The MCR Photography Society, with the help of some members of the SCR , organised a wet plate workshop in 7th week, offering students a unique opportunity to explore this old photographic process, dating from 1850.
The workshop covered:
- A brief history of the process
- Cameras and lenses
- Other equipment needed
- Chemistry, including health and safety
- Substrates: both traditional and contemporary such as glass and metal
- Preparing, exposing, processing and finishing plates
Participants had the opportunity to make positive images on metal (tintypes), experience large format or alternative process photography on vintage equipment and learn how to conduct models. Participants, as well as Trinity students who volunteered as models, were able to take samples of their photographs away with them. Due to the unfamiliarity of most participants with the process and the delicate handling of the chemicals that needs to be carefully supervised, the workshop was conducted in a small group in which students were given a very hands-on training in this niche photographical process.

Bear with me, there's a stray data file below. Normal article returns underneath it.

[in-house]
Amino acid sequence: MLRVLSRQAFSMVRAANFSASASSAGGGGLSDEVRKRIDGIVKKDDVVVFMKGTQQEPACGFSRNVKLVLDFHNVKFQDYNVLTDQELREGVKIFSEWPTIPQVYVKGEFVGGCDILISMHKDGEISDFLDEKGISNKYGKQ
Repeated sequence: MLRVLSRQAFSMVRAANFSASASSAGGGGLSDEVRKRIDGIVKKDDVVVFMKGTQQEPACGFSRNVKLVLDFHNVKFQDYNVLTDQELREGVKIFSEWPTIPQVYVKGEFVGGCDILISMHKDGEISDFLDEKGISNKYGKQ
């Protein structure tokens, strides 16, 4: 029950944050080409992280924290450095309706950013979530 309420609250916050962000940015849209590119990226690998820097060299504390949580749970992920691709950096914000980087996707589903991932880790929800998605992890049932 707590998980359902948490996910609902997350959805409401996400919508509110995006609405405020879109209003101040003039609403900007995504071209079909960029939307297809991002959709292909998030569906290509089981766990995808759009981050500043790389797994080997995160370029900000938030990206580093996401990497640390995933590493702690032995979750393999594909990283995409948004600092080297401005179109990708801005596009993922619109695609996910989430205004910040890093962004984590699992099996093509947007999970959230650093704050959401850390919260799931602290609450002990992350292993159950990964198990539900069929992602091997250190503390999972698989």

The workshop was conducted by Graham CopeKoga, a photographer working exclusively with film and the wet plate collodion process, who has an interest in traditional photographic print making and historical printing methods using chemical-based techniques. He is known for his portraits of artists, intellectuals and celebrities, which include Professor Stephen Hawking, Sir Terence Conran, Lord (Norman) Foster, and Lord (Richard) Rogers. He considers the silver gelatin print to be a pure form, touched only by light. He views digital photography to be computer imaging and not a photographic process, a world detached from the Camera obscura and reliant on algorithms and licensing. A world devoid of feeling and emotion.
All work is printed to archival standards using traditional processes using vintage equipment. For CopeKoga, the subject and content of the work is the most important factor in his work, as well as the craftsmanship and materials used in the realisation of a work.
Posted: 29 November 2018